La. Const. art. I, § 20 guarantees that, “[n]o law shall subject any person to cruel or unusual punishment.” To constitute an excessive sentence, the reviewing court must find the penalty so grossly disproportionate to the severity of the crime as to shock our sense of justice or that the sentence makes no measurable contribution to acceptable penal goals and is, therefore, nothing more than a needless imposition of pain and suffering. State v. Campbell, 404 So.2d 1205 (La.1981). The trial court has wide discretion in the imposition of sentence within the statutory limits and such sentence shall not be set aside as excessive absent a manifest abuse of discretion. State v. Etienne, 99–192 (La.App. 3 Cir. 10/13/99); 746 So.2d 124, writ denied, 00–0165 (La.6/30/00); 765 So.2d 1067. The relevant question is whether the trial court abused its broad sentencing discretion, not whether another sentence might have been more appropriate. State v. Cook, 95–2784 (La.5/31/96); 674 So.2d 957, cert. denied, 519 U.S. 1043, 117 S.Ct. 615, 136 L.Ed.2d 539 (1996).
In deciding whether a sentence shocks our sense of justice or makes no measurable contribution to acceptable penal goals, the appellate court may consider several factors, including the nature of the offense, the circumstances of the offender, the legislative purpose behind the punishment and a comparison of the sentences imposed for similar crimes. State v. Smith, 99–606 (La.7/6/00), 766 So.2d 501. However, sentences must be individualized to the offender and the offense committed. State v. Smith, 02–719 (La.App. 3 Cir. 2/12/03), 846 So.2d 786 (quoting State v. Batiste, 594 So.2d 1 (La.App. 1 Cir.1991), writ denied, 03–562 (La.5/30/03), 845 So.2d 1061). We also note that a mandatory minimum sentence is presumed to be constitutional. State v. D.S.J., 08–1555 (La.App. 3 Cir. 6/24/09), 15 So.3d 1188.

Louisiana Revised Statutes 14:43.1(C)(2) provides that the punishment for sexual battery, where the victim is under the age of thirteen years and the offender is seventeen years old or more “shall be punished by imprisonment at hard labor for not less than twenty-five years nor more than ninety-nine years. At least twenty-five years of the sentence imposed shall be served without benefit of parole, probation, or suspension of sentence.” At sentencing, the trial court imposed sentence as follows:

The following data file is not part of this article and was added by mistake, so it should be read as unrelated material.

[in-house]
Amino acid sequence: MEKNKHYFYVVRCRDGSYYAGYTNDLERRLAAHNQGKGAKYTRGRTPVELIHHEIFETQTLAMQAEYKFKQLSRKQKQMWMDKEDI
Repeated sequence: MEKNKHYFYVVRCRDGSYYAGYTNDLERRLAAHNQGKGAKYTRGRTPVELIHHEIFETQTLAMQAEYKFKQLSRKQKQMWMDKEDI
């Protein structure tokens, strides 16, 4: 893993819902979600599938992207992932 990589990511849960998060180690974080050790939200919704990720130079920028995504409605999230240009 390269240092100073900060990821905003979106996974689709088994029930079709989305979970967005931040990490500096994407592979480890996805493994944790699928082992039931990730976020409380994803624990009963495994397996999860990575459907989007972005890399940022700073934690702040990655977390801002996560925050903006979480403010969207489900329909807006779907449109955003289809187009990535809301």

This is the offense of sexual battery. The penalty for that offense is not less than 25 years nor more than 99 years. 25 years shall be served without benefit of probation, parole or suspension of sentence. The facts are that this Court found the victim's testimony to be competent wherein she testified that this defendant touched her private parts at a time when she had not yet reached the age of 15 years. This testimony was corroborated by the examining doctor's testimony. After the bench trial the Court found this defendant guilty of sexual battery. The Court considers the sentencing guidelines under Article 894.1, the pre-sentence report and its contents, and the numerous letters on behalf of the defendant. The Court has concluded that this is a minimum sentence in this thing of 25 years is extraordinarily severe and considering this defendant's age and could be there for the rest of his life. But, nevertheless, that is the minimum sentence required by law.